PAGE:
Tina Fey, John Mulaney, Jonas Brothers Celebrate "#CuteWhiteBoyFall" at Natural History Museum Gala

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'SNL' stars, who turned out en masse for the event co-chaired by show creator Lorne Michaels, shared why it was important for them to support the education charity evening.

On an uncharacteristically warm New York November night, hundreds of people paid a visit to the American Museum of Natural History for its annual gala. Tina Fey and Jeff Richmond, Lorne and Alice Michaels and Jodie and John Eastman chair the museum's biggest event, which raises money for its educational programs.

Each year, Saturday Night Live castmembers flood the gala to support education and, of course, SNL creator Michaels and celebrated alum Fey. "I really support what we're all here for," Beck Bennett told The Hollywood Reporter on the red carpet. "It's a great cause. It's just important to come out and make it a fun event and make it something that people enjoy coming to every year." Bennett added that his favorite parts of the night are the appetizers and the giant blue whale in the museum's Milstein Hall of Ocean Life, where the main event takes place.

As for why Fey decided to co-chair the event, she told THR, "Something Lorne Michaels said for a long time, when his kids were young, 'If you live in New York, your kids grow up coming here, and it's a big part of your life.' My kids were young, and he sort of handed it over to me to see if I would help out." Fey said she was calling this year's gala "#CuteWhiteBoyFall" because John Mulaney hosted and the Jonas Brothers performed — for both of which, attendees were excited.

Kenan Thompson said apart from those two things, he was also looking forward to seeing how much money the night would raise for education. "Education is the most important thing that you have, you know what I mean?" he told THR. "That's your one, true power: your knowledge and wisdom." His fellow SNL castmember Heidi Gardner echoed that sentiment. "Education is everything," she told THR. The most important thing, she added, was that teachers felt supported and were encouraged to be passionate about what they do, because they have the most important jobs.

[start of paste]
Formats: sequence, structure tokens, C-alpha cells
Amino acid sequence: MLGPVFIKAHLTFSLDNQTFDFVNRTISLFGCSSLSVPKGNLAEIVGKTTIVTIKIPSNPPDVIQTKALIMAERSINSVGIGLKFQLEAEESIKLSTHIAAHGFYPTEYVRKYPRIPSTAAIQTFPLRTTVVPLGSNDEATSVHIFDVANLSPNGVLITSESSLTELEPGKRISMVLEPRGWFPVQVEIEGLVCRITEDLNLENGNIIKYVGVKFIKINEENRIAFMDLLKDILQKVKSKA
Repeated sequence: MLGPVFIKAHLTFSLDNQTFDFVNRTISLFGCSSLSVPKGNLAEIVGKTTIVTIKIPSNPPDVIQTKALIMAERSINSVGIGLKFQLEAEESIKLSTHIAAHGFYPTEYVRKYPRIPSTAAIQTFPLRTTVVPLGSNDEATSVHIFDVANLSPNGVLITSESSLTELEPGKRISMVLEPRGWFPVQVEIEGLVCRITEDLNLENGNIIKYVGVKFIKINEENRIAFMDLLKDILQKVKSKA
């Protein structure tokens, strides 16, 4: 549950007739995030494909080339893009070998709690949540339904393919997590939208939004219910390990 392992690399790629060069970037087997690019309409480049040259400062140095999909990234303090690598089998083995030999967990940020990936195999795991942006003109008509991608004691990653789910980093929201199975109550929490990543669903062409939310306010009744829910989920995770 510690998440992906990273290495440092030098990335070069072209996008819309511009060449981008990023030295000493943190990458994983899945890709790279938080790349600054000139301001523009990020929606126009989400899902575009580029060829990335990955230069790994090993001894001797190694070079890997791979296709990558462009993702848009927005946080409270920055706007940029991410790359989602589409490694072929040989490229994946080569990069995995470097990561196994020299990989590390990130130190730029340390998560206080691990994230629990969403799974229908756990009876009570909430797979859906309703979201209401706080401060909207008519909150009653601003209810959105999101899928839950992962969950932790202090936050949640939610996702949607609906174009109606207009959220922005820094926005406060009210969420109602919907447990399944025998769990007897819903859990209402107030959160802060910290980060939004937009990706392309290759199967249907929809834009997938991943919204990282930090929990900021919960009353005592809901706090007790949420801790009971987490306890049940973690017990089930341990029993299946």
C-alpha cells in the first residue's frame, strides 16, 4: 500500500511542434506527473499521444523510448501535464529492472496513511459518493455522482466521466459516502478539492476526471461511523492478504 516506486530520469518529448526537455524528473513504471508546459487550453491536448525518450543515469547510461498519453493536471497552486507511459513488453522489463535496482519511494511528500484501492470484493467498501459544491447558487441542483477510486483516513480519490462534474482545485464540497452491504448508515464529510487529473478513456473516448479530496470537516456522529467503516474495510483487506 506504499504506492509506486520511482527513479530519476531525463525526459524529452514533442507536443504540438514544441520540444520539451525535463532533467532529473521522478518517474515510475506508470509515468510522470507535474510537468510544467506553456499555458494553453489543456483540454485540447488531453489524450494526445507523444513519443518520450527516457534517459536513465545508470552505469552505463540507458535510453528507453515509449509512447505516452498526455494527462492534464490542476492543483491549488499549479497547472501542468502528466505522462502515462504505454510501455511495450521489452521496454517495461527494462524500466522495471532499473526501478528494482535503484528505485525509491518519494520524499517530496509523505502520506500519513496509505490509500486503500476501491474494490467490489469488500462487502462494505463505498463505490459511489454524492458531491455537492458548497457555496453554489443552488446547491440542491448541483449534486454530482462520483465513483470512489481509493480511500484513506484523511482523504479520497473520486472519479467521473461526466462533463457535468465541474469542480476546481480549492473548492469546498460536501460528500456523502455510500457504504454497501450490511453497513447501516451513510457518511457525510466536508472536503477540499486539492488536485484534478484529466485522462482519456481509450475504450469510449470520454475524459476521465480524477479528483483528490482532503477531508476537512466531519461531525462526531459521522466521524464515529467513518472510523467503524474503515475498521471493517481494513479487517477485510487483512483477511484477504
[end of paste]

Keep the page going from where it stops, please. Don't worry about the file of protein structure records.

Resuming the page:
Proceeds from the charity auction, led by Christie's Robbie Gordy, went to the educational and scientific programs the museum offers. He auctioned prime seats watching the Thanksgiving Day Parade from the museum's steps, with breakfast for 25 people, which sold for $18,000 to two different attendees, and the chance to attend a live taping of SNL and an afterparty with the cast for $45,000. Many contributions were made from the final auction item, an anonymous trustee agreed to match up to $1 million in donations.

"It's fun to see extremely wealthy New Yorkers bid and see what that life is like that I am not a part of," Gardner said, laughing.

The SNL castmembers in attendance also shared how much they were looking forward to having alum Will Ferrell host the show again this week. Gardner said he even blow-dried part of her hair as she was getting ready for the gala.

"Everybody just wants to write for him," she said. "It's the most unselfish week ever 'cause you're like, 'I just want you to talk. I'll react and watch you.'"

Though the castmembers didn't reveal what exactly viewers could expect, they did promise it's going to be hilarious, as everything always is with Ferrell.

"He can say anything and barely move a muscle, and it's still so funny," Bowen Yang told THR. "You realize how happy he makes people. He means so much to so many people across generations and age groups."

The Jonas Brothers played a few of their biggest songs to conclude the night. They opened with "Only Human," a song from their newest album, Happiness Begins, heard on radio stations across the country. Then they played "Cool," the second single they released from their album. "This is just like our tours," they joked, in regard to the age of the audience, the black-tie attire and being in the museum, under the giant whale.

The brothers continued with Nick Jonas' "Jealous," which got some of the attendees on their feet, and followed that with "Cake by the Ocean," by DNCE, the band for which Joe Jonas was frontman during the Jonas Brothers' split. "If you've been to a wedding in the last two years, you've heard this song," Joe Jonas said. By the end of it, everyone was dancing.

As public school boys who grew up in Wyckoff, N.J., Joe Jonas said they went to the American Museum of Natural History often, so it meant a lot for them to be performing at the gala, celebrating the museum's 150th year. Then they played one of their older songs, "Burnin' Up," and, of course, ended the night with "Sucker," which was just nominated for a Grammy.